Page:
This form allows Parkinson Montreal-Laval to identify your profile, your needs and your interests. PML processes the requests, analyzes your needs and proposes a tandem.

  • Sign the commitment and consent form which can be downloaded by clicking here

At the end of the twinning, each participant agrees to contribute to the evaluation of the program.

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Connect’Aide: virtual meetings but real connections

Launch of a new tablet lending service for caregivers

Let’s stay connected with Connect’Aide, a new electronic tablet lending service for caregivers of people living with Parkinson’s disease. It is the result of a collaboration between Parkinson Montréal-Laval, La Coop Ressource Informatique and La Puce Informatique. 8 caregivers from the Montreal area will benefit from the loan of a tablet and personalized support to participate in online activities offered by Parkinson Montreal-Laval. This free service is offered for 6 months and includes mobile data in cases where caregivers do not have access to an internet connection.

A complete service package

Thanks to the complementarity of the three partners involved, a complete service has been set up. Parkinson Montreal-Laval provides the electronic equipment (tablet, headset with integrated microphone) and is in charge of identifying and contacting the caregivers who could benefit from this service. La Coop Ressource Informatique is responsible for the initial configuration of all the tablets. Finally, La Puce Informatique offers personalized support in the use of technology throughout the month of June. This training will allow caregivers to learn how to use the tablet, to understand how to use electronic mail and to become familiar with the Zoom platform to participate in video conferences and with the Hangouts application to chat with relatives and friends by phone calls or text messages. The training will also allow them to integrate basic notions of online security. Finally, virtual spaces will be made available to them so that they can ask all their questions.

And the good news is that there is still a place to benefit from this service. If you are, or if you know, a caregiver of a person living with Parkinson’s in the Montreal area, contact us: montreal-laval@parkinsonquebec.ca or 514-868-0597.

Connecting caregivers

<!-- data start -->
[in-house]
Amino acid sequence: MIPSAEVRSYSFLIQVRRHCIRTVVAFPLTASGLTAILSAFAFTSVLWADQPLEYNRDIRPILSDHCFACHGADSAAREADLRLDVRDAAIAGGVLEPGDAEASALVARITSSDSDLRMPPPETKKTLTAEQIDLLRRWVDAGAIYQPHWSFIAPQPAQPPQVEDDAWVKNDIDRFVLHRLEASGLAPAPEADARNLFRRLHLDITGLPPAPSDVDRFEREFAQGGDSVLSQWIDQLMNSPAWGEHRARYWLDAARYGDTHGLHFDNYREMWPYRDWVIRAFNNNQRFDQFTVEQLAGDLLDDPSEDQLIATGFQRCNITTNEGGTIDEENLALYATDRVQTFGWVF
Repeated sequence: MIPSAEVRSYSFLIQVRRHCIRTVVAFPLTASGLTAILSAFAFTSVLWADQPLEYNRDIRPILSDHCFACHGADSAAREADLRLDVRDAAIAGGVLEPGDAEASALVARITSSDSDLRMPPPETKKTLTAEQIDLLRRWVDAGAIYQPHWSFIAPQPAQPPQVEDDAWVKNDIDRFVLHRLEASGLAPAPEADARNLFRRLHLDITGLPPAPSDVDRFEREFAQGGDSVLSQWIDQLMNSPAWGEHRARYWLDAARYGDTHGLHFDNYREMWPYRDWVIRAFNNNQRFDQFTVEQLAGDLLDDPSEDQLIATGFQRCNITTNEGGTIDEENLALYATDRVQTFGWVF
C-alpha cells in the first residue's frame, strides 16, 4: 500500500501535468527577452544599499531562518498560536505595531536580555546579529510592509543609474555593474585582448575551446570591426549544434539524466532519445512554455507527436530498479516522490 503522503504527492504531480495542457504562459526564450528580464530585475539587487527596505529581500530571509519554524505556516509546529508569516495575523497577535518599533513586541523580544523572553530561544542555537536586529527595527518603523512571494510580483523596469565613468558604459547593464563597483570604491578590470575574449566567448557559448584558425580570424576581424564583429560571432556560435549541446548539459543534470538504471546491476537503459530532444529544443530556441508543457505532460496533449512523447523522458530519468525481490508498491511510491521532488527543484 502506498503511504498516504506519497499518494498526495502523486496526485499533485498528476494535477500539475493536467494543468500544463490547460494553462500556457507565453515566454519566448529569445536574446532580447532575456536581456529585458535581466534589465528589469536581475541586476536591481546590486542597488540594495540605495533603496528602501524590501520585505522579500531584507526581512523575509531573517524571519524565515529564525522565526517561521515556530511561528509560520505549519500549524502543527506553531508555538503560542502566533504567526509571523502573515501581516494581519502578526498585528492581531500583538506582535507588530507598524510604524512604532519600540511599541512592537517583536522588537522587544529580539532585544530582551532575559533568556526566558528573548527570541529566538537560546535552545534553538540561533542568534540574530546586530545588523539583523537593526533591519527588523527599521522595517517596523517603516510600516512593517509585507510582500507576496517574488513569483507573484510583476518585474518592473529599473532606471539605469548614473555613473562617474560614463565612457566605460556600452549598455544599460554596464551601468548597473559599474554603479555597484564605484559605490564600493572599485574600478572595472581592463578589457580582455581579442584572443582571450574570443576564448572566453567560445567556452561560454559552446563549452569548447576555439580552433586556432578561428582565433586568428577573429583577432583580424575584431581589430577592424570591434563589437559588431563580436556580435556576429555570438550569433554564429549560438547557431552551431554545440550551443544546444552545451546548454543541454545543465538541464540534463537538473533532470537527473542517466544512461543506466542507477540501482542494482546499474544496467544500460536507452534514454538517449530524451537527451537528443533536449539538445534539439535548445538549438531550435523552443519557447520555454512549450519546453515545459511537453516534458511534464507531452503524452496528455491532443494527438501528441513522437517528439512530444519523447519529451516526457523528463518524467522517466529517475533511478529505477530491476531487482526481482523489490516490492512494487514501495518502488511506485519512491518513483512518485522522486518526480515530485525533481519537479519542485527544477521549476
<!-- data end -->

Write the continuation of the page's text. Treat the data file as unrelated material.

With the health crisis, community organizations have had to adapt and change the way they operate. More globally, it is all of our social interactions that have been changed. Face-to-face meetings have gradually been replaced by virtual activities. If there is a lack of human contact, these new technologies have nonetheless made it possible to stay connected. However, when one does not have the necessary computer equipment and knowledge, it is not always easy to maintain social contacts in this sanitary context. Isolation is then a real danger. This is why the L’Appui pour les proches aidants de Montréal had the idea to support this beautiful project which aims to improve the digital inclusion of seniors.


Our partners

L’Appui pour les proches aidants was created in 2009 to help improve the quality of life of those providing care to older adults by facilitating their daily tasks and ensuring that they take full advantage of available resources.

The Coop Ressource Informatique is a social economy organization that aims to meet the computer needs of community organizations.

La Puce informatique is a social economy organization whose mission is to offer training in information technology to the population.

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A daily rhythm with Parkinson’s

3 questions to Yvan Demers who has been living with Parkinson’s for 6 years

On International Dance Day, we met with Yvan Demers, a dance passionate who talks about his daily life with Parkinson’s disease with poetry and humor. He delivers a touching and inspiring story with a nice dose of good mood.

To begin, could you quickly introduce yourself?

Yvan: my name is Yvan Demers, I will be 60 years old in a couple of weeks and I have been living with my friend Parki for the past six years. When I finished my career 4 years ago, I “re-processed” my priorities. I built a diversified program including dancing. By the way, on this International Dance Day, I would like to celebrate all the inspiring dancers on the planet. Personally, I’m more of a dancer inspired and animated by various types of music. If the rhythm matches my mood, I allow myself to flow, my body softens. It’s like drinking the magic potion of Panoramix. You will understand my description if I tell you that I liked the adventures of Asterix.

How does dancing fit into your daily life with Parkinson’s?